(September 2016) Spain closes in on 50% renewables. Over the first eight months of this year, Spain averaged an impressive 47.2% renewable energy share in its generation mix. Breaking down the renewable share reveals Spain to have developed a strong mix of renewable generating capacity: wind power (21.8%), hydroelectric (17.8%), solar PV (3.4%), solar thermal (2.4%), other (1.8%). The remaining 52.8%of the generation mix was made up by a variety of non-renewables, including: nuclear power (23.2%) and coal (10.5%)  link



  • General information
  • Solar Power
  • Wind Power
  • Spain's drought problem

General information

2010 report: Spain has bolstered its credentials as a world leader in renewable energy by exporting electricity to France for the first time. Heavy rain and strong winds during 2010 meant that renewables - principally hydro, wind and solar power - met 35% of Spanish demand. In 2010, wind power rose by 18.5% and now meets 16% of Spain's energy. Heavy rains saw hydro-electrical production rise by 59% on 2009. Solar power, meanwhile, lags behind at only 3%, although some of the big solar plants have yet to come on stream. Oil and gas continue to generate about half of Spain's capacity, while nuclear power accounts for around 19%. link

March 2015: Spain gets the vast majority of its electricity from carbon-free sources. According to Red Electrica de Espana (REE), the Spanish peninsula got 69% of its electricity generation in March 2015 from technologies that produce zero carbon emissions, that is to say, renewable energy plus some of its nuclear power. Nuclear as a whole provided 23.8% of the country’s electricity in March, while 47% came solely from renewable sources. Though it currently only accounts for about 3% of electricity generation, Spain’s solar industry is one of the largest in the world. link
Solar Power

Overview of Spain's role in development of solar power.
Spain has an average 340 days of sunshine annually and its long-term goal had been to produce 400 megawatts of electricity from solar panels by 2010, and it reached that milestone by the end of 2007. In 2008 the nation connected 2.5 gigawatts of solar power onto its grid, more than quintupling its previous capacity and making it second only to Germany, the world leader. Half the solar power installed globally in 2008 was installed in Spain. In its haste to create a solar industry, Spain made some miscalculations: solar plants could be set up so quickly and easily that the rush into the industry was much faster than anticipated. Many of the hastily opened plants offered no hope of being cost-competitive with conventional power, being poorly designed or located where sunshine was inadequate, for example. The most robust Spanish solar companies survived the downturn, have restructured and are re-emerging as global players. For example, when the government changed course, Siliken Renewable Energy, originally a producer of solar panels, shut its factories for five months and cut its staff to 600 from 1,200. But after shifting its focus to external markets like Italy, France and the United States, and diversifying into solar support services, the company now turns a profit. “We were a company that banks trusted, so we could make the shift,” said Antonio Navarro, a company spokesman. “But a lot of little companies disappeared." link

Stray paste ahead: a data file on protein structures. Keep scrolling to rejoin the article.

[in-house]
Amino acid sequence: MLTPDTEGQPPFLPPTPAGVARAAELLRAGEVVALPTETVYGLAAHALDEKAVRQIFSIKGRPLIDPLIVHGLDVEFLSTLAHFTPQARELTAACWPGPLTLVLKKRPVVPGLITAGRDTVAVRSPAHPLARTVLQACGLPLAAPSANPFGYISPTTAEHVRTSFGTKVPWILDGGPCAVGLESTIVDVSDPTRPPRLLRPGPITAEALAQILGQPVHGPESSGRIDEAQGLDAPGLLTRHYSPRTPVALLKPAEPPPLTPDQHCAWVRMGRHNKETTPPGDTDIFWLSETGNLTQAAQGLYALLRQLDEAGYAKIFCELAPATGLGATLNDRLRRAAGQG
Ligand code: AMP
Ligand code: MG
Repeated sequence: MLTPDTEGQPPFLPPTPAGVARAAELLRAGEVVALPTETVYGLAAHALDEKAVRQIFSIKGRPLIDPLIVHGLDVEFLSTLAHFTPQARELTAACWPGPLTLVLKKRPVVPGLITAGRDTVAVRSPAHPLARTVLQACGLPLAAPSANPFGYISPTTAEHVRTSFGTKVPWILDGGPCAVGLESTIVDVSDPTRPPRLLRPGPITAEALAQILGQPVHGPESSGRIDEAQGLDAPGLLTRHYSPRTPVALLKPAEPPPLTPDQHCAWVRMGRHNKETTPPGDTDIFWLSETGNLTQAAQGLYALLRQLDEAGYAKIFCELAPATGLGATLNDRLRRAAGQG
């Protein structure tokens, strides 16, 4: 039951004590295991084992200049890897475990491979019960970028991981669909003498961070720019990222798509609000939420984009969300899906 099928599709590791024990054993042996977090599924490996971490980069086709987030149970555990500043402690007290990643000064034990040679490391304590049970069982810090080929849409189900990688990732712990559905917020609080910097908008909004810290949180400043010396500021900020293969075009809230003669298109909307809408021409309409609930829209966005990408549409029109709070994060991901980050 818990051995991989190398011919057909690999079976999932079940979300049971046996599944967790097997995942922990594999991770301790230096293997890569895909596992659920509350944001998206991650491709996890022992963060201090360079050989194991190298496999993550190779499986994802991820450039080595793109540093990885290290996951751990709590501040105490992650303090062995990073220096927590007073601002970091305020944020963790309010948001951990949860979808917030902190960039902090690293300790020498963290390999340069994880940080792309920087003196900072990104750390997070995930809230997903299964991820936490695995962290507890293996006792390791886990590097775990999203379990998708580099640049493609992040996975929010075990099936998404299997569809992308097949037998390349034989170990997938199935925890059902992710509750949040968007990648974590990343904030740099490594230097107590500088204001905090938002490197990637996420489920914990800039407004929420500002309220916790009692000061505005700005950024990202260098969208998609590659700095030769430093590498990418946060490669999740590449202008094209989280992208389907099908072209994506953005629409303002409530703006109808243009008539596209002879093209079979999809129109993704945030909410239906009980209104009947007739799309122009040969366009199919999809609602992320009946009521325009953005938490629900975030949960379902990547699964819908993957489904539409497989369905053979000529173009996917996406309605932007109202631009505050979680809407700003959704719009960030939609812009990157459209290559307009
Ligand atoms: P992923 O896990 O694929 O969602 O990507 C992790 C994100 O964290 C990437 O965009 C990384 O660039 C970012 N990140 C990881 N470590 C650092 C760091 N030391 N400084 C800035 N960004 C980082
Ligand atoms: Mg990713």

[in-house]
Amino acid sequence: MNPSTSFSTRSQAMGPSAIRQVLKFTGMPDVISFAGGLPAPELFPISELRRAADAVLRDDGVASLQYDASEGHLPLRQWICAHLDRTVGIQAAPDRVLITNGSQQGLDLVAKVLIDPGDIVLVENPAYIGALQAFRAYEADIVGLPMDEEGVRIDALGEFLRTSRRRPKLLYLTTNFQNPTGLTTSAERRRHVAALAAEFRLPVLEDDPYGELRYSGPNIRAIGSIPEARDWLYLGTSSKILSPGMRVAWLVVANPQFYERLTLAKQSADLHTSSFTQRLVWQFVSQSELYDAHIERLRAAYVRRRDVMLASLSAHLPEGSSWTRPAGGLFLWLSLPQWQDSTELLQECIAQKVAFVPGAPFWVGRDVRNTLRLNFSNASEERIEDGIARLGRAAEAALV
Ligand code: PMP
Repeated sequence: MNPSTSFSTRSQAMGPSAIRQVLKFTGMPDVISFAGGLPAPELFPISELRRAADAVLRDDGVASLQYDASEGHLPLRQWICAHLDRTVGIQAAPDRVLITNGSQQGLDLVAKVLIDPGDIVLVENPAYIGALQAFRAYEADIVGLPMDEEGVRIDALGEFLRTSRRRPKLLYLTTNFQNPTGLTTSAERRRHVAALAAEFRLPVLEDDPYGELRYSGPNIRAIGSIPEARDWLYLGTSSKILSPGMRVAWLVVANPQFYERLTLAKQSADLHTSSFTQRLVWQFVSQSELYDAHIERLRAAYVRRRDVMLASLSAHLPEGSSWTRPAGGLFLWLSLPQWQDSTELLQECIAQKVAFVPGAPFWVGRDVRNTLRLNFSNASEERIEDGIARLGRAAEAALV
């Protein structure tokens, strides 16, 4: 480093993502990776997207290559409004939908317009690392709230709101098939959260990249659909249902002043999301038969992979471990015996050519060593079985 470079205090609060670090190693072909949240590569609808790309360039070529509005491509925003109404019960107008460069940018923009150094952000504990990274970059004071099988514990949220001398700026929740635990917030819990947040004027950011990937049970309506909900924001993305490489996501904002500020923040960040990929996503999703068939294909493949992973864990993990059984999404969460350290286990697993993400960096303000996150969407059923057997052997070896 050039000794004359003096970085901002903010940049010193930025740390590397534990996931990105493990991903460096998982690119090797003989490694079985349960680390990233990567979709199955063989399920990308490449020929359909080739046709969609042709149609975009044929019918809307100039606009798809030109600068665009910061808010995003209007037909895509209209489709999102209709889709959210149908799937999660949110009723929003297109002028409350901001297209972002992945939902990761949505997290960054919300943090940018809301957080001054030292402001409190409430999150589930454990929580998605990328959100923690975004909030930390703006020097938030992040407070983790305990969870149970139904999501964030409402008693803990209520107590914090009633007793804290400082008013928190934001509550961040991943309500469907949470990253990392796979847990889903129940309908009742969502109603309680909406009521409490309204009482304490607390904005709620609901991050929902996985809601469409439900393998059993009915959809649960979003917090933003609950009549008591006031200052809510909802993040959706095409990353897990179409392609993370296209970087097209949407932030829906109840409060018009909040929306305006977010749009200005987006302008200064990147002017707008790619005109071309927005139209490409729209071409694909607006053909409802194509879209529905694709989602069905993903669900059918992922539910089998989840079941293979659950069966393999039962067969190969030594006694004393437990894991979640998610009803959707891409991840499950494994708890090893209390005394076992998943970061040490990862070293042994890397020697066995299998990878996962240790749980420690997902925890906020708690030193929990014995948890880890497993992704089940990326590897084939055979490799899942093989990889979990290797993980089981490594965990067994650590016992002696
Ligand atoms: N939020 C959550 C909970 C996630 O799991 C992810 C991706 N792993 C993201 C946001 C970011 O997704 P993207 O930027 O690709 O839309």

October 2015: Spain approves 'Sun Tax,' discriminates against solar PV. Spain's government has recently approved a new national law on self-consumption of energy that taxes solar installations disproportionately. Most notably, the majority of self-consumers will be also taxed for the electricity they generate and consume in their premises, via their own PV systems - link

May 2011: World’s first utility-scale CSP plant that using flat heliostats. Torresol Energy began operating the world’s first utility-scale concentrating solar power plant that uses flat heliostats and stores heat using molten salt, allowing it to sustain power through the night for around 25,000 homes in Seville, Spain. The 19.9-megawatt plant uses 2,650 flat mirrors called heliostats arranged over 185 hectares of land to heat molten salt. The heliostats focus sunlight on a tower where liquid is heated up to 900 degrees centigrade. It is then stored for later use at above 500 degrees centigrade in tanks beneath the tower. In total, the power plant avoids more than 30,000 tons of carbon dioxide. link

March 2011: Spain runs into solar problems. Spain had one of the world's most ambitious, and generous, plans to boost the amount of electricity it generates from the sun. That dream, for the solar industry at least, has turned sour. Generous subsidies have left Spain with 10 times the amount of solar PV capacity the government had planned for by 2010 - and a much bigger bill than it had envisioned. One point on which both the renewable lobby and the power industry agree: by taking the unprecedented step of retrospectively cutting subsidies promised to projects which have already been built, the government risks scaring off investors of all kinds.  link